School of Allied Health Professions

SAHP students awarded development funds for E-Learning modules

Five students from three allied health programs were honored today as E-learning Student Awardees at a luncheon ceremony. Students submitted proposals to the E-Learning Program for Students for the development of E-Learning modules to be used primarily to supplement learning in UNMC classes. Funding for the modules was awarded from the Office of the Vice Chancellor for Academic Affairs.

e-learning-lab-edit-7423webCytotechnology students, Arixa Herrera and Halah Al-Hwail, will be working with faculty mentors, Maheswari Mukherjee and Amber Donnelly, on a student E-Learning module for Cytopreparatory techniques. This module will use Articulate to demonstrate laboratory techniques and evaluate knowledge of cytopreparation.

e-learning-lab-edit-7426webAlizabeth Truhe, diagnostic medical sonography student, will be working with faculty mentors, Kim Michael and Tanya Custer, on a student E-Learning module which utilizes the Anatomage table to teach both anatomy and pathology revolving around aortic aneurysms.

e-learning-lab-edit-7419-webPhysical therapy students, Taylor Majerus and Marisa Johnson, are developing an E-Learning module on Cervical Spine Range of Motion with Betsy Becker as the faculty mentor. Their project includes clever interactivity for this procedure with videos, animated GIFs, and interactive study questions.

Congratulations to all the recipients!

2015 US News & World Report 100 Best Jobs – FIVE of our professions!

Five of our SAHP professions made the best jobs list!

According to the 2015 US News & World Report 100 Best Jobs list:

Physical therapy is #5 in health care jobs and #6 overall.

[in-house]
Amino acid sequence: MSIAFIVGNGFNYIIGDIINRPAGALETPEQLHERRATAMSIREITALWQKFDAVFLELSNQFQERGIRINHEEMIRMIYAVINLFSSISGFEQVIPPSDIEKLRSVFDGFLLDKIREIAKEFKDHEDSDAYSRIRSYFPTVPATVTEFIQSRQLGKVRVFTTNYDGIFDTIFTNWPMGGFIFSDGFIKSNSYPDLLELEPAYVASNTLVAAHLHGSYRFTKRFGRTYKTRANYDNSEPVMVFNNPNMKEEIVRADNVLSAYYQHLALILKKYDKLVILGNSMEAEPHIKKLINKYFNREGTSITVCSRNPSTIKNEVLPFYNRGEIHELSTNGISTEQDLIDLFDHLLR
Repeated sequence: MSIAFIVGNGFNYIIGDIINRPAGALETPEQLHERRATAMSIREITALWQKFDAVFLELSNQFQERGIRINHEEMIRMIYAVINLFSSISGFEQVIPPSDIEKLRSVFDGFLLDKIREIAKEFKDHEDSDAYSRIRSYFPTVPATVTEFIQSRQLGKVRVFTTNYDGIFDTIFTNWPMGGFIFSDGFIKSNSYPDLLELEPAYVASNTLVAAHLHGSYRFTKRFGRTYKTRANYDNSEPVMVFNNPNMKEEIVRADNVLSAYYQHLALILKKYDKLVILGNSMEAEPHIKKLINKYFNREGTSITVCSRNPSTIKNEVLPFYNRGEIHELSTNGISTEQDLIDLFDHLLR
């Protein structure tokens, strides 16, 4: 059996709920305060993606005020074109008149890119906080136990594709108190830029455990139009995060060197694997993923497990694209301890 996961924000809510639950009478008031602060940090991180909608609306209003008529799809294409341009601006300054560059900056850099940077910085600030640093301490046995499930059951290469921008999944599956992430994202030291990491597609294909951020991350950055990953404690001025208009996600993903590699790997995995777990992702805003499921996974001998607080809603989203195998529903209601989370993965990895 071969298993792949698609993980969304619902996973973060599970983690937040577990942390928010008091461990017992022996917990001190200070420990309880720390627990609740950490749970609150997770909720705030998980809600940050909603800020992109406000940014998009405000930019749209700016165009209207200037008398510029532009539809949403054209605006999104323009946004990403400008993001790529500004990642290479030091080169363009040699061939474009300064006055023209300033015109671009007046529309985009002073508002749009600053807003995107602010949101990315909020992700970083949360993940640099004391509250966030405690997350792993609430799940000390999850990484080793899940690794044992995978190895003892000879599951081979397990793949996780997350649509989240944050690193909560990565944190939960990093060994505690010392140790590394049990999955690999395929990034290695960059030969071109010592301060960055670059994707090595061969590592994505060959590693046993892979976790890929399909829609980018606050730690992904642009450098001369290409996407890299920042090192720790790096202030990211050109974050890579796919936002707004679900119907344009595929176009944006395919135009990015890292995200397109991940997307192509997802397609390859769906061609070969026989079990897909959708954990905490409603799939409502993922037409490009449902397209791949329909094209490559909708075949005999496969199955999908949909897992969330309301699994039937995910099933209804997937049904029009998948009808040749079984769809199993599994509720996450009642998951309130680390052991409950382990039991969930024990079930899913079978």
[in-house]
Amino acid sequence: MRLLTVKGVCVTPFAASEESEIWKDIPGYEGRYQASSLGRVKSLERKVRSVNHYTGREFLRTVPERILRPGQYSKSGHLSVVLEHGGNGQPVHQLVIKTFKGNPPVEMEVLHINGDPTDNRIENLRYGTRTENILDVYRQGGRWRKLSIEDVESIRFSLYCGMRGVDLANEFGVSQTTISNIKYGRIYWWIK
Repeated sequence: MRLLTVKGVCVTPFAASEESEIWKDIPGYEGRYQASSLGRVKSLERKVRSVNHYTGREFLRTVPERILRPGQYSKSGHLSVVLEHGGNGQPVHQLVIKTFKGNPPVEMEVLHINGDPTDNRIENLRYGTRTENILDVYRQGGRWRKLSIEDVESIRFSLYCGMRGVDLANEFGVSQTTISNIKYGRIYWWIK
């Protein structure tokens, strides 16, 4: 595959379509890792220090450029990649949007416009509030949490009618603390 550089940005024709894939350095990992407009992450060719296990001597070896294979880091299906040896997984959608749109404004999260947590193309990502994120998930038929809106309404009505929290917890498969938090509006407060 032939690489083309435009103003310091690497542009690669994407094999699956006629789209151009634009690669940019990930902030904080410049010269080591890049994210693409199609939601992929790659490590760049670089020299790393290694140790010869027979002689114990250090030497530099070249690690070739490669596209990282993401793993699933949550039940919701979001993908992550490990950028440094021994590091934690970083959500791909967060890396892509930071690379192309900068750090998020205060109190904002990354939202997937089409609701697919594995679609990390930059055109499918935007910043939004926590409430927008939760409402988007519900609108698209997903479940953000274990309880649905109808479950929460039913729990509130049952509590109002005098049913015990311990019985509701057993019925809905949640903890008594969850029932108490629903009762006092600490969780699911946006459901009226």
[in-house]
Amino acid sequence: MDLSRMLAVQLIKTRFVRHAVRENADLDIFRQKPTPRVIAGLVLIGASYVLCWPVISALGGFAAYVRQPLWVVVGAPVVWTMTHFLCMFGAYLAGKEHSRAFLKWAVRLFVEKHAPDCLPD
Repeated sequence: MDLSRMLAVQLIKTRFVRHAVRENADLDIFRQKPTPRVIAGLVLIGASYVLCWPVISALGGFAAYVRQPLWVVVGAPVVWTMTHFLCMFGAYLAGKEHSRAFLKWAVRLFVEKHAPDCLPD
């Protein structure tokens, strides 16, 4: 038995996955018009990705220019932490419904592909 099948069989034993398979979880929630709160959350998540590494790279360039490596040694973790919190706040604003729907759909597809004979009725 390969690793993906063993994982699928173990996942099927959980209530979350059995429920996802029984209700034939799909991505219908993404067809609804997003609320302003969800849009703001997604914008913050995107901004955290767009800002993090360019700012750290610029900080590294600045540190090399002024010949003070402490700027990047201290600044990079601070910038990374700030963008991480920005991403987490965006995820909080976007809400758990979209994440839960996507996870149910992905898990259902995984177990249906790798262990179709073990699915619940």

Physician assistant is #7 in health care jobs and #10 overall.
Diagnostic medical sonography is #8 in health care jobs and #12 overall.
Dietitian and nutritionist is #14 in health care jobs and #29 overall.
Radiologic technologist is #15 in health care jobs and #32 overall.

Woot!

Hold your breath

page from journal“Hold your breath” is the English translation for the Journal of the Norwegian Society of Radiographers, Hold Pusten. That’s what radiographers tell you to do when they position you for an X-ray.

James Temme, MPA, RT(R)(QM), associate director of radiation science technology education (RSTE), and Charles R. O’Malley Endowed Chair, was featured in an interview article in the journal after he presented last year at the International Society of Radiographers and Radiological Technologists (ISRRT) World Congress in Helsinki, Finland, about his work in Haiti following the earthquake.

Using Google Translate, I was able to read the article, which begins:

“There were several American victims in the Haiti earthquake. US authorities, therefore, sent a delegation to Port au Prince to identify American victims. Radiographer James Temme was one of those who went, and in a post on ISRRT he told about the experience.” Full article>>